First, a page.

(1921 - 2010)
Ernest Berke was active/lived in Arizona. Ernest Berke is known for western genre-Indian, sculpture.
Biography from the Archives of askART
A sculptor and painter of western subjects and well known both in the Southwest and East Coast, Ernest Berke was born in Harlem, New York City in 1921 to a Romanian mother who designed clothes and a Russian father, who was a sheet metal worker. At six years of age, his father, who recognized his talent, encouraged him to pursue art. While working as an advertising illustrator for Sears & Roebuck for a number of years, Ernest became fascinated with the growing West, especially cowboys and Indians.
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A self-taught artist and anthropologist, Berke was a voracious reader. He met on a regular basis at a local New York City bookstore with a group who shared his interest in the West, and occasionally, Berke would also show his works there.
When the New York Times reviewed his work, it was met with great interest, and he terminated his job to devote himself to his painting. His devotion to the West covers over four decades, completing more that 2500 paintings and nearly 80 sculptures, five of which are life-size. He has portrayed the North American Indian with considerable accuracy and sensitivity, having lived with the Northern Shoshone Indian tribe in Blackfoot, Idaho.
He is the only Western artist to have been accepted to appear in the Kennedy Galleries in New York, and has been featured in the American Artist, Sotheby's, and Southwest Art. He has had studios in Long Island and Santa Fe, New Mexico, and has written and illustrated two books on the American frontier and on Indians, both commissioned by Doubleday.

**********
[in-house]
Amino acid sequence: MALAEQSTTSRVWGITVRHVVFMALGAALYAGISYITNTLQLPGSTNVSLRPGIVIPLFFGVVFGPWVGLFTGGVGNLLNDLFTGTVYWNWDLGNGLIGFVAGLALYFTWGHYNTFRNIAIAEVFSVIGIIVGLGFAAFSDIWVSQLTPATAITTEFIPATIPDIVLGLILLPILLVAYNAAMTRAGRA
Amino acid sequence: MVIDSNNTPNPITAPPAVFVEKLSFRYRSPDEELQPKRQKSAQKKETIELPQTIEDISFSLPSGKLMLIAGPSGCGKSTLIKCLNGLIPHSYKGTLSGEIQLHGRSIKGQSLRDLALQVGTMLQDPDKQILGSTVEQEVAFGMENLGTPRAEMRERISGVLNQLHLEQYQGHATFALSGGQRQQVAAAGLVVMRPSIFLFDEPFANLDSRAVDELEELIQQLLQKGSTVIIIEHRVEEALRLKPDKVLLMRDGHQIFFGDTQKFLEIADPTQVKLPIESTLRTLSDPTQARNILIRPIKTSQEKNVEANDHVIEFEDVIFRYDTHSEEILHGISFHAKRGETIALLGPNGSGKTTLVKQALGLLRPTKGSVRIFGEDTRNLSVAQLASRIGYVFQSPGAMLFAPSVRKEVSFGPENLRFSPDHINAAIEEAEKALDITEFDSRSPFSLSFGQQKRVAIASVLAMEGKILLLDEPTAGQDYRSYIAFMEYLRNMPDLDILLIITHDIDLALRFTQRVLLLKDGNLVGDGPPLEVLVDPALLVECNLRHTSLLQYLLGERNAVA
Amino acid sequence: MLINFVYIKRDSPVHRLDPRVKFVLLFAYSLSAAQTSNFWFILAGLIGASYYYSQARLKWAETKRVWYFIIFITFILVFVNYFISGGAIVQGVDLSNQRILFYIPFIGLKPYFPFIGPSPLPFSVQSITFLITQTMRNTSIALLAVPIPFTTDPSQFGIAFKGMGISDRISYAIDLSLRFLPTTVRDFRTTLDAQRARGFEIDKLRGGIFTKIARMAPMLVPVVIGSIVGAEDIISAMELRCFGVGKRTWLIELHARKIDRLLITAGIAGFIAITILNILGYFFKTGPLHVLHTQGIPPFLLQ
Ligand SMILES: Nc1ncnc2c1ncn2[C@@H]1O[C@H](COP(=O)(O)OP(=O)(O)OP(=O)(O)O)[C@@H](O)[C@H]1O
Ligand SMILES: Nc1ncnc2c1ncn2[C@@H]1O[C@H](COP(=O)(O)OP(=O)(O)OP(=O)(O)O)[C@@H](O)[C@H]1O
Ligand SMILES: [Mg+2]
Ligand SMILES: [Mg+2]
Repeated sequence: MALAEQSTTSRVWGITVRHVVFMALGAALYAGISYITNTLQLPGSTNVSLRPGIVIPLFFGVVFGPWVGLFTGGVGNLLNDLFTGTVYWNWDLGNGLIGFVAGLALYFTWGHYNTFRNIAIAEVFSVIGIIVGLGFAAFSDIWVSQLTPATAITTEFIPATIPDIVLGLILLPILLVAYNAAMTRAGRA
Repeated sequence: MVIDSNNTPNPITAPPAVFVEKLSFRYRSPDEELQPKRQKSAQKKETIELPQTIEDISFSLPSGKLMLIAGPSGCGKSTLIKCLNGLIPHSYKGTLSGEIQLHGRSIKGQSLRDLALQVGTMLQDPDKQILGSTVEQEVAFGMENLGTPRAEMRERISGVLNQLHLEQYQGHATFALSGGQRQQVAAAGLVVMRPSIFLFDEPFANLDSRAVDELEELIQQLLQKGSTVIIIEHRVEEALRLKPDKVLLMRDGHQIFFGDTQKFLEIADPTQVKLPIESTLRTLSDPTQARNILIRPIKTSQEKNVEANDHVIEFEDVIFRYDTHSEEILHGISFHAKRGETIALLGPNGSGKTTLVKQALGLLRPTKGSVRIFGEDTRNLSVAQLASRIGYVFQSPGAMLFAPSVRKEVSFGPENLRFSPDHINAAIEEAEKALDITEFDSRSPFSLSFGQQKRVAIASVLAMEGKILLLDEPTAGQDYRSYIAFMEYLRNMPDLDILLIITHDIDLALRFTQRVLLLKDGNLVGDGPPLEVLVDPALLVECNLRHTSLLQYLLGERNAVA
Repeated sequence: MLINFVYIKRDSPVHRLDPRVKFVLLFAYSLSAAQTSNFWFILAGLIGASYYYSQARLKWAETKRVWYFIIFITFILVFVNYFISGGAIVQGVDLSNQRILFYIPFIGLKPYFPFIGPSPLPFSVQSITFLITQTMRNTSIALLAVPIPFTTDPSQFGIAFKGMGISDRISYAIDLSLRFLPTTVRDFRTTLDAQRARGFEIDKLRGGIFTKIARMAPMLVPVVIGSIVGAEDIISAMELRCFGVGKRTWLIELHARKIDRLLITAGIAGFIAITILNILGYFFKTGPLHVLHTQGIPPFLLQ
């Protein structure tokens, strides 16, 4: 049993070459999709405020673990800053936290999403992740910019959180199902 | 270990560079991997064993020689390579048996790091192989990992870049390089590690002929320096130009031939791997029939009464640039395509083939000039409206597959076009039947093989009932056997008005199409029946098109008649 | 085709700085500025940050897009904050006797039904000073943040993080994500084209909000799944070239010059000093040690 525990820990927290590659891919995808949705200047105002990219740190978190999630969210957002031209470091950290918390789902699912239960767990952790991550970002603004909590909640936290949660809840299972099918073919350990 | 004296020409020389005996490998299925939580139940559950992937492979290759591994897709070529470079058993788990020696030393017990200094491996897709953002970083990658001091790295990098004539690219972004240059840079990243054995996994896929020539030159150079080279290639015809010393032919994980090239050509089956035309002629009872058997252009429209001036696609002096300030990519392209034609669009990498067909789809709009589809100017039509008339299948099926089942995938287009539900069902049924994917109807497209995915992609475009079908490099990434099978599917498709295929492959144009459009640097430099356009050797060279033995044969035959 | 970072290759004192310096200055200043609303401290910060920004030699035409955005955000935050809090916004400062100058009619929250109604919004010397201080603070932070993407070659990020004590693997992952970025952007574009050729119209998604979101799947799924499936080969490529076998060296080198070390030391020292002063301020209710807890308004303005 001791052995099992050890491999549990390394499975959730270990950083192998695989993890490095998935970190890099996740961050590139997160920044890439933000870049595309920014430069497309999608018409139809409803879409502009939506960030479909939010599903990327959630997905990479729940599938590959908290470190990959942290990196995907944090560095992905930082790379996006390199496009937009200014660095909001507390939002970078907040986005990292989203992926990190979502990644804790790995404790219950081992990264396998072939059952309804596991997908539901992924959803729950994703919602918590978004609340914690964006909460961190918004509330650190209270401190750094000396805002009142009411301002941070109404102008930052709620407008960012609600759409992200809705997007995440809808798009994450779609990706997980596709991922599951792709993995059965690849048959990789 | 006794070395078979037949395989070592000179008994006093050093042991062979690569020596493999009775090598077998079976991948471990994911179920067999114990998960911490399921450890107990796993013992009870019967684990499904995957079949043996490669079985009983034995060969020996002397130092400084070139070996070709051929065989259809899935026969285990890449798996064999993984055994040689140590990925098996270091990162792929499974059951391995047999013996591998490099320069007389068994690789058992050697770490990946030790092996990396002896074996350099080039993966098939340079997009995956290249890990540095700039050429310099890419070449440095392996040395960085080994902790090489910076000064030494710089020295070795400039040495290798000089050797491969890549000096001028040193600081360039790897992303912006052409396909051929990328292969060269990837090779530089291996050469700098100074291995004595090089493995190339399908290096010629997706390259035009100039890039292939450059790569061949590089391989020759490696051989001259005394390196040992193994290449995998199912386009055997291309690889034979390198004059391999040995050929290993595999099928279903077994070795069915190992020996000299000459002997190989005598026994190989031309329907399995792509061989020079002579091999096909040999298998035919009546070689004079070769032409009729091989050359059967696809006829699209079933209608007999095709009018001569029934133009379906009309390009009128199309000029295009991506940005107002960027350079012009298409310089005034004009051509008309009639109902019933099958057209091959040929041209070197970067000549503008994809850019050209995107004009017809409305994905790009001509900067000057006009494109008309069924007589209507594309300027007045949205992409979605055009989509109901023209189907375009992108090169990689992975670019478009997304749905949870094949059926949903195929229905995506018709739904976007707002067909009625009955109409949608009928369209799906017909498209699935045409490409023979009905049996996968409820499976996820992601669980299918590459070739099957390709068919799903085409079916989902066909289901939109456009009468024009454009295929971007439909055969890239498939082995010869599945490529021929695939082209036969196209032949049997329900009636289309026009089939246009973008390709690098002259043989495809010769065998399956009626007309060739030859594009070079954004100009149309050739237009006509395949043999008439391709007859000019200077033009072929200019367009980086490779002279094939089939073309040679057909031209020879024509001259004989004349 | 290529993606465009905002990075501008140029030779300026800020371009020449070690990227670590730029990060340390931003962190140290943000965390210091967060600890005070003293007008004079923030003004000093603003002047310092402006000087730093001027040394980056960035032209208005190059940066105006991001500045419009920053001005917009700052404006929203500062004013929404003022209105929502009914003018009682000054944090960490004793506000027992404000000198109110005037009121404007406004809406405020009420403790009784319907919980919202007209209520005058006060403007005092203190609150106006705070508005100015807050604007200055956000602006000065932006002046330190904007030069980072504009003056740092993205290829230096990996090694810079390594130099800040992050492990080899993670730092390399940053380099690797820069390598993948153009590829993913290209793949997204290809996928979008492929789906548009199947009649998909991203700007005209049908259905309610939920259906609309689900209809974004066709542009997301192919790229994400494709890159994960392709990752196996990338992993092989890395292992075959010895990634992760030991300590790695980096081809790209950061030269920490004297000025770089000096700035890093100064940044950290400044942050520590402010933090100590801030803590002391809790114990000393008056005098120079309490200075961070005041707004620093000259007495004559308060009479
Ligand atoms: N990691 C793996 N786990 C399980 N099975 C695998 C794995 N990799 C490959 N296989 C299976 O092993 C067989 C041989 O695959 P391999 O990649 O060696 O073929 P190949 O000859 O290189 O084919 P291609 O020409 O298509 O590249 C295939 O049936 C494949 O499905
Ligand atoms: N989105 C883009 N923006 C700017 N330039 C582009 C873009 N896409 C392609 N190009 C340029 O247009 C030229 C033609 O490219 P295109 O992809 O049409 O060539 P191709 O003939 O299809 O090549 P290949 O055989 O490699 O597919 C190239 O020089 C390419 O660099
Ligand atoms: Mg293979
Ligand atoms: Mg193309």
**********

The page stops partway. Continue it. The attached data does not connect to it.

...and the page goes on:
Berke spent his summers in Scottsdale, Arizona, where he erected a 12-foot by 18-foot bronze sculpture titled The Buffalo Hunt. His winters were usually spent in New York City.
Ernest Berke passed on November 10, 2010.
Earnest Berke is known for his traditional Western paintings, illustrations, and sculptures. Unfortunately not much is known about the early part of his life. He most likely was born in New York City in 1921. Son of a metal worker, Berke left high school without graduating. After serving in the Air Force in WWII, he worked as a commercial artist making slide films for three years. Later he went on to produce drawings for Sears, which they used in newspaper ads.
As a hobby, Berke began handcrafting Indian articles using the traditional methods of the Native American tribes he studied. His interest in Indians evolved into paintings. He improved his painting technique with the advice Harold Von Schmidt, a famous illustrator, gave him.
By the 1960's Berke had gained a strong following, and his paintings and sculptures were selling well. In 1963, he was commissioned to write and illustrate a children's book on Indians. At this time he was living on Long Island, NY and spending several months a year in the West. He traveled the mountains, deserts and reservations making colored studies and taking photographs. Once he returned East, Berke would devote a good deal of time studying Native American material in libraries and museums.
For his bronze work, he used the "lost wax" process. In painting, he limited himself to one work at a time, a matter of five or six months including research. In the 1970's Berke made his new home in the Santa Fe, New Mexico area. Earnest Berke in most noted for specializing in Indians and for his talent working in many mediums.
Source: Thomas Nygard Gallery
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